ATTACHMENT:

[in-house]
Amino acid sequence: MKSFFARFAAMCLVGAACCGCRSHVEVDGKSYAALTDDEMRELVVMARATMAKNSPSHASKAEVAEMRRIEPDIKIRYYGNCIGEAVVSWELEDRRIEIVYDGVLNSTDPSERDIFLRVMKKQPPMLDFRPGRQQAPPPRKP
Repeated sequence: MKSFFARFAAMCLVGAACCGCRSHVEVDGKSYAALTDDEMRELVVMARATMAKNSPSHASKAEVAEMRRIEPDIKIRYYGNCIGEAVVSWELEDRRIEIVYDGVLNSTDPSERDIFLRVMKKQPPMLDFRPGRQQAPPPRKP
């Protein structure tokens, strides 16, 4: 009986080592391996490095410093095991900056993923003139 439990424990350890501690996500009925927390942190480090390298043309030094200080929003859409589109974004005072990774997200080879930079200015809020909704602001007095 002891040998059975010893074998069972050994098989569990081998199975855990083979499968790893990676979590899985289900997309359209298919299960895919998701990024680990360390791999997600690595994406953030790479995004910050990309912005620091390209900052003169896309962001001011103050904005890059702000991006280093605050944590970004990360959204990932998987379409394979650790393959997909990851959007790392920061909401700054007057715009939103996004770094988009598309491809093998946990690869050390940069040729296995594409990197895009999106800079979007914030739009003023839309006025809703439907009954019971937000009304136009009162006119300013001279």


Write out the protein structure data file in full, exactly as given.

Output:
[in-house]
Amino acid sequence: MKSFFARFAAMCLVGAACCGCRSHVEVDGKSYAALTDDEMRELVVMARATMAKNSPSHASKAEVAEMRRIEPDIKIRYYGNCIGEAVVSWELEDRRIEIVYDGVLNSTDPSERDIFLRVMKKQPPMLDFRPGRQQAPPPRKP
Repeated sequence: MKSFFARFAAMCLVGAACCGCRSHVEVDGKSYAALTDDEMRELVVMARATMAKNSPSHASKAEVAEMRRIEPDIKIRYYGNCIGEAVVSWELEDRRIEIVYDGVLNSTDPSERDIFLRVMKKQPPMLDFRPGRQQAPPPRKP
């Protein structure tokens, strides 16, 4: 009986080592391996490095410093095991900056993923003139 439990424990350890501690996500009925927390942190480090390298043309030094200080929003859409589109974004005072990774997200080879930079200015809020909704602001007095 002891040998059975010893074998069972050994098989569990081998199975855990083979499968790893990676979590899985289900997309359209298919299960895919998701990024680990360390791999997600690595994406953030790479995004910050990309912005620091390209900052003169896309962001001011103050904005890059702000991006280093605050944590970004990360959204990932998987379409394979650790393959997909990851959007790392920061909401700054007057715009939103996004770094988009598309491809093998946990690869050390940069040729296995594409990197895009999106800079979007914030739009003023839309006025809703439907009954019971937000009304136009009162006119300013001279």